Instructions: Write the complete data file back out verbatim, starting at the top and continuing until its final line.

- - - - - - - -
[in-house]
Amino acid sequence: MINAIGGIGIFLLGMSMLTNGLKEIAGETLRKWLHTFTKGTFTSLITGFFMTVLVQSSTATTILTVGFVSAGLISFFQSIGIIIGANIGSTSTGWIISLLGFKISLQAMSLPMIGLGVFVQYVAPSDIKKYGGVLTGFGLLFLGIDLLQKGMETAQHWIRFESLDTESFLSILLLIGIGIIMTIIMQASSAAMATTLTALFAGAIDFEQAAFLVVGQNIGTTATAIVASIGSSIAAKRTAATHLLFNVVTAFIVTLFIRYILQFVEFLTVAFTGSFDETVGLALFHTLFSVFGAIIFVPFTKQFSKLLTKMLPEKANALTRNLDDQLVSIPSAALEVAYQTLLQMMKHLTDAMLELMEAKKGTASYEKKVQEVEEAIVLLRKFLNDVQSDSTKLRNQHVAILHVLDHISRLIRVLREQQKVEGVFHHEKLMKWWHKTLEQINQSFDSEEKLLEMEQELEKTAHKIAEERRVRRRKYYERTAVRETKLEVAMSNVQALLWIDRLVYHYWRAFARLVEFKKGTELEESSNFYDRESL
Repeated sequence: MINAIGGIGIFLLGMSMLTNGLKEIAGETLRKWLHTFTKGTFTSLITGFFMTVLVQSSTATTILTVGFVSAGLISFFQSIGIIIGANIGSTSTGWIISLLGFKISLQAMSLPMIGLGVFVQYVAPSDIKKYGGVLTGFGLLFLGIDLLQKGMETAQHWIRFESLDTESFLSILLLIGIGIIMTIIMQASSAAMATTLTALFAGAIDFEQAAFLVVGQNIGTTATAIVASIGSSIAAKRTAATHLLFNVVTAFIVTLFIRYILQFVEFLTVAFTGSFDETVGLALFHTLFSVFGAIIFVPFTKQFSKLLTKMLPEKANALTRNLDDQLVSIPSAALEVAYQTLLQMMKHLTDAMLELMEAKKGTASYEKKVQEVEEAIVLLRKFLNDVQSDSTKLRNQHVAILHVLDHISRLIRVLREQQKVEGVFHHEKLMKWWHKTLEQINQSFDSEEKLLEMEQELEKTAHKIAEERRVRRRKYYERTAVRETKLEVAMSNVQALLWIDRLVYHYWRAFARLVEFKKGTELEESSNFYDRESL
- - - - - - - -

[in-house]
Amino acid sequence: MINAIGGIGIFLLGMSMLTNGLKEIAGETLRKWLHTFTKGTFTSLITGFFMTVLVQSSTATTILTVGFVSAGLISFFQSIGIIIGANIGSTSTGWIISLLGFKISLQAMSLPMIGLGVFVQYVAPSDIKKYGGVLTGFGLLFLGIDLLQKGMETAQHWIRFESLDTESFLSILLLIGIGIIMTIIMQASSAAMATTLTALFAGAIDFEQAAFLVVGQNIGTTATAIVASIGSSIAAKRTAATHLLFNVVTAFIVTLFIRYILQFVEFLTVAFTGSFDETVGLALFHTLFSVFGAIIFVPFTKQFSKLLTKMLPEKANALTRNLDDQLVSIPSAALEVAYQTLLQMMKHLTDAMLELMEAKKGTASYEKKVQEVEEAIVLLRKFLNDVQSDSTKLRNQHVAILHVLDHISRLIRVLREQQKVEGVFHHEKLMKWWHKTLEQINQSFDSEEKLLEMEQELEKTAHKIAEERRVRRRKYYERTAVRETKLEVAMSNVQALLWIDRLVYHYWRAFARLVEFKKGTELEESSNFYDRESL
Repeated sequence: MINAIGGIGIFLLGMSMLTNGLKEIAGETLRKWLHTFTKGTFTSLITGFFMTVLVQSSTATTILTVGFVSAGLISFFQSIGIIIGANIGSTSTGWIISLLGFKISLQAMSLPMIGLGVFVQYVAPSDIKKYGGVLTGFGLLFLGIDLLQKGMETAQHWIRFESLDTESFLSILLLIGIGIIMTIIMQASSAAMATTLTALFAGAIDFEQAAFLVVGQNIGTTATAIVASIGSSIAAKRTAATHLLFNVVTAFIVTLFIRYILQFVEFLTVAFTGSFDETVGLALFHTLFSVFGAIIFVPFTKQFSKLLTKMLPEKANALTRNLDDQLVSIPSAALEVAYQTLLQMMKHLTDAMLELMEAKKGTASYEKKVQEVEEAIVLLRKFLNDVQSDSTKLRNQHVAILHVLDHISRLIRVLREQQKVEGVFHHEKLMKWWHKTLEQINQSFDSEEKLLEMEQELEKTAHKIAEERRVRRRKYYERTAVRETKLEVAMSNVQALLWIDRLVYHYWRAFARLVEFKKGTELEESSNFYDRESL